By Jillian Risberg
It all started with an email chat on Millburn/Short Hills WorkMom group, where several healthcare professionals mentioned they were desperate for masks. “And somebody said, ‘Can’t we just make these’ and Reilly said, ‘Oh my Gosh, yes.’”
So they started researching CDC-approved patterns and materials.
“There was a suggestion to put an extra filter in the mask,” says the real estate broker. “Like when you make the mask for nurses and hospital staff it needs to be more than just fabric and they really like to use those Swiffer (dry dust cloths) ‘cause they are electrostatic, so that’s what we did.”
“I literally bought the town out of Swiffer,” she says. “People donated hundreds of Swiffers, fabric and elastic and I found nose guards that I could put in.”
David Merdinger, who owns a wholesale fabric supply (NJ Textiles) generously supplied them with hundreds of yards of fabric and elastic for masks and scrub caps, according to Reilly.
“We could not have done this without him,” she says. “He truly made all the difference.”
It was Merdinger’s wife who forwarded him Carisa’s email detailing what she was doing and he jumped right in.
“I saw it as an opportunity to help her, our community and our local hospitals,” he says. “I’m glad I was able to do my share. We have to thank Carisa for coordinating all the facets of this remarkable project.”
Several people in town had sewing machines but didn’t know how to use them.
“So we tried to organize, if you don’t know how to sew — donate fabric, cut fabric and elastic, assemble the pieces,” Reilly says. “It became very quickly a cottage industry, it was like managing a small factory remotely.”
That meant the real estate broker constructed the masks anywhere she could — in her basement, garage, bedroom, living room.
And she had help from her twin daughters, Madeline and Abigail and many devoted volunteers. The group collectively called themselves The Mask Makers for NJ Workers, who would drop off their finished products at Reilly’s house.
“Because at that point really what we were focused on was protecting our essential workers and our vulnerable people and our social services,” says The Mask Lady. “And we made hundreds for our civil servants in town and Department of Public Works and all of our municipal workers.”
Reilly says the community was amazingly supportive.
“There were maybe 10 of us sewing these at home and we were being told publicly it’s actually probably a really good idea (to wear a mask),” she says. “So I was an early adopter of wearing a mask.”
For most of us, it’s the first time faced with a global threat like the Coronavirus. When Governor Murphy abruptly stopped school for thousands of Garden State kids, Madeline spent the bulk of her spring break in the garage helping her mom make masks.
She says she doesn’t really feel safe.
“It’s still kind of dangerous to go out and stuff,” the 16-year-old says, with The Mask Lady adding that they’ve tried to be pretty careful.
“It’s been hard for everybody but especially for kids it’s really changed their lives,” Reilly says.
By the end of March, early April she realized they’ve got to employ seamstresses because trying to produce 50/masks a day on their own wasn’t going to cut it and there were healthcare workers who urgently needed them.
She reached out to Millburn Mayor Jackie Lieberberg, who offered her invaluable support. Next step was to raise $2,400.
“I put in $600 of my own money,” the real estate broker says. “In a week we had about $5000 or $6,000. That enabled us to crank them out. The goal was 1,200 (masks) in seven days. We did 1,200 in like 14 days and just had to keep doing them.”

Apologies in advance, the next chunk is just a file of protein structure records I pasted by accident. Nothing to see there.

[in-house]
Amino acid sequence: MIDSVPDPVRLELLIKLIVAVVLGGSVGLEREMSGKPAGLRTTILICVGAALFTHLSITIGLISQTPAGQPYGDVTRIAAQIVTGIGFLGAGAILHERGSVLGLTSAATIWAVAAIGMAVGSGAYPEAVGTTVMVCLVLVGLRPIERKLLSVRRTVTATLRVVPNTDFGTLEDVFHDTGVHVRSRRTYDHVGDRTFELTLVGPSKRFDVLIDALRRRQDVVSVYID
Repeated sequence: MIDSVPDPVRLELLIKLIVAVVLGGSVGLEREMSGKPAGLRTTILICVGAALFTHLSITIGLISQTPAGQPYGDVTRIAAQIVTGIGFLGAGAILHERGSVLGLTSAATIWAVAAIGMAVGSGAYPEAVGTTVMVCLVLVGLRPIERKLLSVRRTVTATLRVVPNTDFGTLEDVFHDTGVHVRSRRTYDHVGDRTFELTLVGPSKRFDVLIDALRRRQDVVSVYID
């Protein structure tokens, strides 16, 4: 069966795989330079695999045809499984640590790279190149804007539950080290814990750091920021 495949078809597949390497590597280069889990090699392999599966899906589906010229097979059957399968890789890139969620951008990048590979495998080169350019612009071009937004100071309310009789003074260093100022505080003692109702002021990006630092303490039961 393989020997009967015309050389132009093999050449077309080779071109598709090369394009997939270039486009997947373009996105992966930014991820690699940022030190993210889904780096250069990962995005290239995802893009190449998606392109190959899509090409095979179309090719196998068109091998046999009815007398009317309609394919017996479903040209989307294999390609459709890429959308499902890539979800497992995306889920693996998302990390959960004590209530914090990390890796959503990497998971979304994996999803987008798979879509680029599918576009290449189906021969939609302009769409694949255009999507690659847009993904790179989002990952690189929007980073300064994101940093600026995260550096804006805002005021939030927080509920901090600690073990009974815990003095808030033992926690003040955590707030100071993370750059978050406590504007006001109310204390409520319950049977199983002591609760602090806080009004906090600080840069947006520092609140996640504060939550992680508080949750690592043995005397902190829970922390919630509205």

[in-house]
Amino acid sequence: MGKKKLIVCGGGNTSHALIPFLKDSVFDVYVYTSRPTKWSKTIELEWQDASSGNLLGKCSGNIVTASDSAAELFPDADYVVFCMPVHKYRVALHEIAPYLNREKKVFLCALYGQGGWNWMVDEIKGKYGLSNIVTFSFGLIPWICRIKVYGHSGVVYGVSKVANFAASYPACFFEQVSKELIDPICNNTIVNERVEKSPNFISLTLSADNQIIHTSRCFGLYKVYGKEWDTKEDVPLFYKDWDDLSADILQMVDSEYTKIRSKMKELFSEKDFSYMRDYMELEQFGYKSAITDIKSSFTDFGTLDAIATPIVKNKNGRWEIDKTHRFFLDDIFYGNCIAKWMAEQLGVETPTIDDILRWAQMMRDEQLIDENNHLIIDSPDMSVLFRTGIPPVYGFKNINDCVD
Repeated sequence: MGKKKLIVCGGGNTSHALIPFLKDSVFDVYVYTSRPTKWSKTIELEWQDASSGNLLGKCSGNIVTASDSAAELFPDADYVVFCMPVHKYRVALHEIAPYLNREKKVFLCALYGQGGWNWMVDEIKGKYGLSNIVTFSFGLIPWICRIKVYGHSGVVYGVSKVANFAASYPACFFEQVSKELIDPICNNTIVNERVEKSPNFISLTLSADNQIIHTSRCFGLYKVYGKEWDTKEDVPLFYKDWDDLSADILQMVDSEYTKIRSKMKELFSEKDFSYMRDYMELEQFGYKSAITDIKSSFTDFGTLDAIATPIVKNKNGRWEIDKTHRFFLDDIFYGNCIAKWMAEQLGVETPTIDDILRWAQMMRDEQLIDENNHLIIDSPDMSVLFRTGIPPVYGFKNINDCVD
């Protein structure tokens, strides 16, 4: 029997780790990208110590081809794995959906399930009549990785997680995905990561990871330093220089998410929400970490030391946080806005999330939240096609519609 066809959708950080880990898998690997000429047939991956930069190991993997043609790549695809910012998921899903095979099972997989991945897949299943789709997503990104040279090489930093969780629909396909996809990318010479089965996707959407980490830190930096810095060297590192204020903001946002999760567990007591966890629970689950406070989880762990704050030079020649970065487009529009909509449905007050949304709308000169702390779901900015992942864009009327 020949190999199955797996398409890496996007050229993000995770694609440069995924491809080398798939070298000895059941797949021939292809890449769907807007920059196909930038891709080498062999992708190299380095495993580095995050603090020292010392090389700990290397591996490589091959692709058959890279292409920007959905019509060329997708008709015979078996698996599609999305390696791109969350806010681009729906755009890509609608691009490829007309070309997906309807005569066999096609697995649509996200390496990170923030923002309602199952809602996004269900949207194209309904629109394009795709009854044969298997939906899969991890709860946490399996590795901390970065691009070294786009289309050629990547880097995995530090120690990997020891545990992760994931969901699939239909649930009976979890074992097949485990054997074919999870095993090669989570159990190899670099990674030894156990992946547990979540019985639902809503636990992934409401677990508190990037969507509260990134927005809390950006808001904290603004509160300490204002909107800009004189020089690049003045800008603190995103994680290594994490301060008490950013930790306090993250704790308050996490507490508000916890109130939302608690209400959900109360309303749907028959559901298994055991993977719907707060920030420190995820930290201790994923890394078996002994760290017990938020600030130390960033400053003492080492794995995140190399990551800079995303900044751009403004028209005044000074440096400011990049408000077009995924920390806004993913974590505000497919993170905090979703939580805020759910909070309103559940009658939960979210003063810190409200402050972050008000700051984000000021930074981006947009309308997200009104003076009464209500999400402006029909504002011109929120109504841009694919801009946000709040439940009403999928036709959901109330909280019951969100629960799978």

According to Lieberberg, at the very beginning of the pandemic she had the opportunity to highlight folks who were doing exceptional work in town. That included Reilly, whose community-wide effort to make masks spanned the healthcare workers, first responders and those exposed through their dedicated work with the public.
“It took a village but Carisa hired the sewers, sourced the material, employed people,” the mayor says. “I mean it was incredible what she did — really singlehandedly, running around delivering fabric, people donating fabric, and she perfected her craft. With each batch it got better and better. They’re (the masks) unique; I give her a tremendous amount of credit and she has another day job.”
And it wasn’t just Millburn, says Lieberberg. The real estate broker’s face coverings also went to an underserved population that otherwise wouldn’t have had access to face masks.
“It’s very gratifying that her generosity had no boundaries,” the mayor says.
By Executive Order towards the end of April all essential workers and frontline workers had to wear masks and if you were in a store you were required to wear a mask.
“Now we have a whole new group of people who need masks and it was still really hard to find them,” Reilly says. “So we had to develop a different kind of mask because what we were doing for healthcare workers was very protective but also quite hot to have three full layers on your face.”
She and the Mask Makers felt they needed to regroup.
“So we came up with a completely different design that was two layers of fabric, lightweight, much easier to make,” says The Mask Lady. “And it was really important to me and still is to source as much as we could locally.”
They have produced more than 3,000 masks and scrub caps thus far. And she is involved in a Millburn/Short Hills volunteer gardening project, one more way The Mask Lady is giving back and making a difference.
Looking ahead, the real estate broker is also planning to take part in an initiative on Alignable.com called #mymoneystayslocal, which involves being a leader in the community to encourage people to support local businesses and services whenever possible.
She has a dedicated GoFundMe page and for further information, contact firstname.lastname@example.org.